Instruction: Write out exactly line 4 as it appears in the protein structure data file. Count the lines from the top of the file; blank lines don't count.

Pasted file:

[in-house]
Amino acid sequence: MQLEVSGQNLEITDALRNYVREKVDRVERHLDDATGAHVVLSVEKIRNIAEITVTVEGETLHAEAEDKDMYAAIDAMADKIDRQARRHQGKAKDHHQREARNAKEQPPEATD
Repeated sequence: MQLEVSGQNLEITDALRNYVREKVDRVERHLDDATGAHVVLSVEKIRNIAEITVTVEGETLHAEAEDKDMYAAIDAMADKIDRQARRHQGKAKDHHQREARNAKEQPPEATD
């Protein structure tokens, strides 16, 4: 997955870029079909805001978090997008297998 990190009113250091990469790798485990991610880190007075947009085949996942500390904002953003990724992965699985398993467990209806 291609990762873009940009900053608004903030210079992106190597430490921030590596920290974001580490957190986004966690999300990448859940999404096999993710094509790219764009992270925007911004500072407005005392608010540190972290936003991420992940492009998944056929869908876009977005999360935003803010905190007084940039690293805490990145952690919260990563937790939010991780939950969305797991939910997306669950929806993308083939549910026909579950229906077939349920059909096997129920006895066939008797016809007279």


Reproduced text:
């Protein structure tokens, strides 16, 4: 997955870029079909805001978090997008297998 990190009113250091990469790798485990991610880190007075947009085949996942500390904002953003990724992965699985398993467990209806 291609990762873009940009900053608004903030210079992106190597430490921030590596920290974001580490957190986004966690999300990448859940999404096999993710094509790219764009992270925007911004500072407005005392608010540190972290936003991420992940492009998944056929869908876009977005999360935003803010905190007084940039690293805490990145952690919260990563937790939010991780939950969305797991939910997306669950929806993308083939549910026909579950229906077939349920059909096997129920006895066939008797016809007279």